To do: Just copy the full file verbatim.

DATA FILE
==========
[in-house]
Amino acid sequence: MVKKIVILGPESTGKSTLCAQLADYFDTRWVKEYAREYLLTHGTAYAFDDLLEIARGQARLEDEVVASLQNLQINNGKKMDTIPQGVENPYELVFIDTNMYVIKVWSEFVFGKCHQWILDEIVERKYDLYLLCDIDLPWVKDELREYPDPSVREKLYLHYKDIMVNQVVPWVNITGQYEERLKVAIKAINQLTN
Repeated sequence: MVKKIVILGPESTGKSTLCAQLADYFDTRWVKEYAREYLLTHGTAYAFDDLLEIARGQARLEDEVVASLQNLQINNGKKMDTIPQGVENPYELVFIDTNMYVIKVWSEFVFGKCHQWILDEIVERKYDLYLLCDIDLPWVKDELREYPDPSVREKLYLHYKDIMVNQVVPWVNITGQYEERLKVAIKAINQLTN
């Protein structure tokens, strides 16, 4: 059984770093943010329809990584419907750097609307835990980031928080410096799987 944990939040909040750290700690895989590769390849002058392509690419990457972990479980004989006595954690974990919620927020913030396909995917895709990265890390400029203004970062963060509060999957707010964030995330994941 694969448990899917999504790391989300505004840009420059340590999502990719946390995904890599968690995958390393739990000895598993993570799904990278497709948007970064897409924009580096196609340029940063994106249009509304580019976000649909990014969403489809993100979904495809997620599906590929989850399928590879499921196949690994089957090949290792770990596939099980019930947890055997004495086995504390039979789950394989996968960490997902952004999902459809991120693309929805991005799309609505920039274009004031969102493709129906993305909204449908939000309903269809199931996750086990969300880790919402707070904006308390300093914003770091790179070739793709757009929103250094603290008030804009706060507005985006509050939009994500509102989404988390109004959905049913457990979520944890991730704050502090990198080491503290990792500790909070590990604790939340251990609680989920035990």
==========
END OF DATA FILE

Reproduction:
[in-house]
Amino acid sequence: MVKKIVILGPESTGKSTLCAQLADYFDTRWVKEYAREYLLTHGTAYAFDDLLEIARGQARLEDEVVASLQNLQINNGKKMDTIPQGVENPYELVFIDTNMYVIKVWSEFVFGKCHQWILDEIVERKYDLYLLCDIDLPWVKDELREYPDPSVREKLYLHYKDIMVNQVVPWVNITGQYEERLKVAIKAINQLTN
Repeated sequence: MVKKIVILGPESTGKSTLCAQLADYFDTRWVKEYAREYLLTHGTAYAFDDLLEIARGQARLEDEVVASLQNLQINNGKKMDTIPQGVENPYELVFIDTNMYVIKVWSEFVFGKCHQWILDEIVERKYDLYLLCDIDLPWVKDELREYPDPSVREKLYLHYKDIMVNQVVPWVNITGQYEERLKVAIKAINQLTN
């Protein structure tokens, strides 16, 4: 059984770093943010329809990584419907750097609307835990980031928080410096799987 944990939040909040750290700690895989590769390849002058392509690419990457972990479980004989006595954690974990919620927020913030396909995917895709990265890390400029203004970062963060509060999957707010964030995330994941 694969448990899917999504790391989300505004840009420059340590999502990719946390995904890599968690995958390393739990000895598993993570799904990278497709948007970064897409924009580096196609340029940063994106249009509304580019976000649909990014969403489809993100979904495809997620599906590929989850399928590879499921196949690994089957090949290792770990596939099980019930947890055997004495086995504390039979789950394989996968960490997902952004999902459809991120693309929805991005799309609505920039274009004031969102493709129906993305909204449908939000309903269809199931996750086990969300880790919402707070904006308390300093914003770091790179070739793709757009929103250094603290008030804009706060507005985006509050939009994500509102989404988390109004959905049913457990979520944890991730704050502090990198080491503290990792500790909070590990604790939340251990609680989920035990």